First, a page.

The 250-pound, six-foot-four defensive end is a Type 1 diabetic, meaning he needs insulin to stay alive.
"Most people just know me as a football player, but it's something I deal with. I wear an insulin pump both on and off the field," said Chick.
"It's a 24-seven disease and it's hard to handle."
The pump Chick wears is about the size of a cellphone. A thin tube runs from the pump to what is called the infusion site — the spot on the body where a tiny plastic catheter goes under the skin and delivers a steady amount of insulin. Chick programs the pump to give more insulin when he eats.
Chick says the pump and another device that attaches to him to monitor his glucose have help him live "somewhat normal."
Surprisingly, he says the pump usually doesn't get pulled off during a game.
"The machine itself is just in the waistband of my shorts, my undershorts. It stays pretty good there. It's been hit a number of times," he said after a recent practice at Mosaic Stadium in Regina.
Occasionally, the tiny plastic catheter will get pulled out, he says, but putting it back is no big deal.
Chick was diagnosed as a diabetic when he was 14-years-old and admits it made him question his future in football.
"It definitely put doubt in there at first, frustrating, you get the 'why me,' and that's not just with the diabetes. You know, everyone asks those questions when something real happens and so those were my initial thoughts," he said.
Family support was key. It helped Chick pursue his football dream.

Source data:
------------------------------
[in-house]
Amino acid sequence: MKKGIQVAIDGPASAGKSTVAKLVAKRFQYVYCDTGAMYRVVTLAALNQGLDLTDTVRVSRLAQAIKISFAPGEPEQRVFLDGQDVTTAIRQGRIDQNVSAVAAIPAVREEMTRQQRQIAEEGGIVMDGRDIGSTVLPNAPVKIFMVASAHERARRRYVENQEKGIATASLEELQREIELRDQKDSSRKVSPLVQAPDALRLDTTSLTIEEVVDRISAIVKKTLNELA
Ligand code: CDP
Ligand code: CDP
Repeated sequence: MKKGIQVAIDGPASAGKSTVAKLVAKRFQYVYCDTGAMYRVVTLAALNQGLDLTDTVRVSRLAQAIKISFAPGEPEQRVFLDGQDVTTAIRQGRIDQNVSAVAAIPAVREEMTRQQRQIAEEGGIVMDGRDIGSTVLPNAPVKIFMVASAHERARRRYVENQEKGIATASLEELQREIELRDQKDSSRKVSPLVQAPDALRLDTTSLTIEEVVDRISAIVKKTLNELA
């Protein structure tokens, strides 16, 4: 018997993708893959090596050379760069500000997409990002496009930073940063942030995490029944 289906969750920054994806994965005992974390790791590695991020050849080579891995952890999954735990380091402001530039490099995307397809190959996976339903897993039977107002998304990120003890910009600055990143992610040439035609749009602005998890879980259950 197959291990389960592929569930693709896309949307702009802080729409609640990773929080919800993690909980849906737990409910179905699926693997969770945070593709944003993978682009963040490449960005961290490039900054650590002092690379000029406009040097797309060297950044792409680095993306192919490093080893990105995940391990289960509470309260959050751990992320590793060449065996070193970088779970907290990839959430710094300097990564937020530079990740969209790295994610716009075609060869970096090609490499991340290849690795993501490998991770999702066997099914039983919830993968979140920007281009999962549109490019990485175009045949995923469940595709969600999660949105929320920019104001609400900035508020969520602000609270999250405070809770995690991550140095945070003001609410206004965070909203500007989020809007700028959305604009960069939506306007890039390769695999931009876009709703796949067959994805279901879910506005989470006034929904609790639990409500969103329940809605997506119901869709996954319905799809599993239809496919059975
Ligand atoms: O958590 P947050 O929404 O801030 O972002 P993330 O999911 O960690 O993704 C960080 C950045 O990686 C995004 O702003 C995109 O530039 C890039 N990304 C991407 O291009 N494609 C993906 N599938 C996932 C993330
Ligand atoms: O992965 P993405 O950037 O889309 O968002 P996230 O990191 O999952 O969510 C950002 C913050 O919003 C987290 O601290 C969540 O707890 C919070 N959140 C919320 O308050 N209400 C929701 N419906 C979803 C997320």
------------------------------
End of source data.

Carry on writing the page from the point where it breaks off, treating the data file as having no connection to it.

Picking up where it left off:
The Utah State graduate helped the Riders win the Grey Cup in 2007. He was the CFL's top defensive player in 2009 before signing with the NFL's Indianapolis Colts in 2010. He spent the next two seasons with the Jacksonville Jaguars before returning to Saskatchewan this year.
Chick is part of the Sun Life Financial Kick Diabetes campaign, which launched Aug. 22.
In partnership with the CFL, Sun Life — a sponsor of the players' association — will make a $101 donation to the Juvenile Diabetes Research Foundation every time a successful field goal is kicked during the regular season, up to $40,000.
Canadians can also 'donate a kick' online and Sun Life will then donate an additional $10,000 to the Juvenile Diabetes Research Foundation in the city with the most donated kicks.
Chick is optimistic a cure can be found. He says the technology has already made leaps and bounds.
In the meantime, Chick says living with diabetes has been a growing process, "a few steps up, a couple steps back sometimes." But he believes in being persistent and wants to share that story.
"You know when I was a kid, I grew up in a smaller town and you didn't hear of too many diabetics doing this or that, though there always have been," he said.
"Everyone's got a limit on something whether it be diabetes or a number of any things, someone's got something that they've got to overcome. For me, I just want to be that guy that says 'Hey, you can do it.' Not everyone's born to play football, but whatever your dream is, you can do it.' "Suggest a correction